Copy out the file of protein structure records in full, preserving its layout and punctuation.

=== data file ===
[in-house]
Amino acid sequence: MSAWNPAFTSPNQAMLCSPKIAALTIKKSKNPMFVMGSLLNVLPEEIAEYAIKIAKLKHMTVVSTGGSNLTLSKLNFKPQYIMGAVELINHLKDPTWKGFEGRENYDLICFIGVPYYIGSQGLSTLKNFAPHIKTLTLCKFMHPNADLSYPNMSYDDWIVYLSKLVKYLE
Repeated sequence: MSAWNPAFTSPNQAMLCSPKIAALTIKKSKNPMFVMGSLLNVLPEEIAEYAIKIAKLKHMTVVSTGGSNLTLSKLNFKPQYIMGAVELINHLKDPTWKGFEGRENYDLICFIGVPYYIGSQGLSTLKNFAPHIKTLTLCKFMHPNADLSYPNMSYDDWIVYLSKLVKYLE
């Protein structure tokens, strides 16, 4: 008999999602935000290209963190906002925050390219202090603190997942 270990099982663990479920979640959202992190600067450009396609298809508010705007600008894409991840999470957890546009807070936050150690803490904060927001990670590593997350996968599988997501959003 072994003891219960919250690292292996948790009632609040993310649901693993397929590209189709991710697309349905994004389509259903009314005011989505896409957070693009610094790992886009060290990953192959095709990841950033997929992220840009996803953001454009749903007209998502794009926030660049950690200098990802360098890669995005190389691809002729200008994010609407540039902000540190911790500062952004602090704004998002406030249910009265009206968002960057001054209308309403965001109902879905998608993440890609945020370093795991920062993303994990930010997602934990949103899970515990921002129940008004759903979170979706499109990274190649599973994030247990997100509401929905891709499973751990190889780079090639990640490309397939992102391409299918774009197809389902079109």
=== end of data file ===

[in-house]
Amino acid sequence: MSAWNPAFTSPNQAMLCSPKIAALTIKKSKNPMFVMGSLLNVLPEEIAEYAIKIAKLKHMTVVSTGGSNLTLSKLNFKPQYIMGAVELINHLKDPTWKGFEGRENYDLICFIGVPYYIGSQGLSTLKNFAPHIKTLTLCKFMHPNADLSYPNMSYDDWIVYLSKLVKYLE
Repeated sequence: MSAWNPAFTSPNQAMLCSPKIAALTIKKSKNPMFVMGSLLNVLPEEIAEYAIKIAKLKHMTVVSTGGSNLTLSKLNFKPQYIMGAVELINHLKDPTWKGFEGRENYDLICFIGVPYYIGSQGLSTLKNFAPHIKTLTLCKFMHPNADLSYPNMSYDDWIVYLSKLVKYLE
């Protein structure tokens, strides 16, 4: 008999999602935000290209963190906002925050390219202090603190997942 270990099982663990479920979640959202992190600067450009396609298809508010705007600008894409991840999470957890546009807070936050150690803490904060927001990670590593997350996968599988997501959003 072994003891219960919250690292292996948790009632609040993310649901693993397929590209189709991710697309349905994004389509259903009314005011989505896409957070693009610094790992886009060290990953192959095709990841950033997929992220840009996803953001454009749903007209998502794009926030660049950690200098990802360098890669995005190389691809002729200008994010609407540039902000540190911790500062952004602090704004998002406030249910009265009206968002960057001054209308309403965001109902879905998608993440890609945020370093795991920062993303994990930010997602934990949103899970515990921002129940008004759903979170979706499109990274190649599973994030247990997100509401929905891709499973751990190889780079090639990640490309397939992102391409299918774009197809389902079109």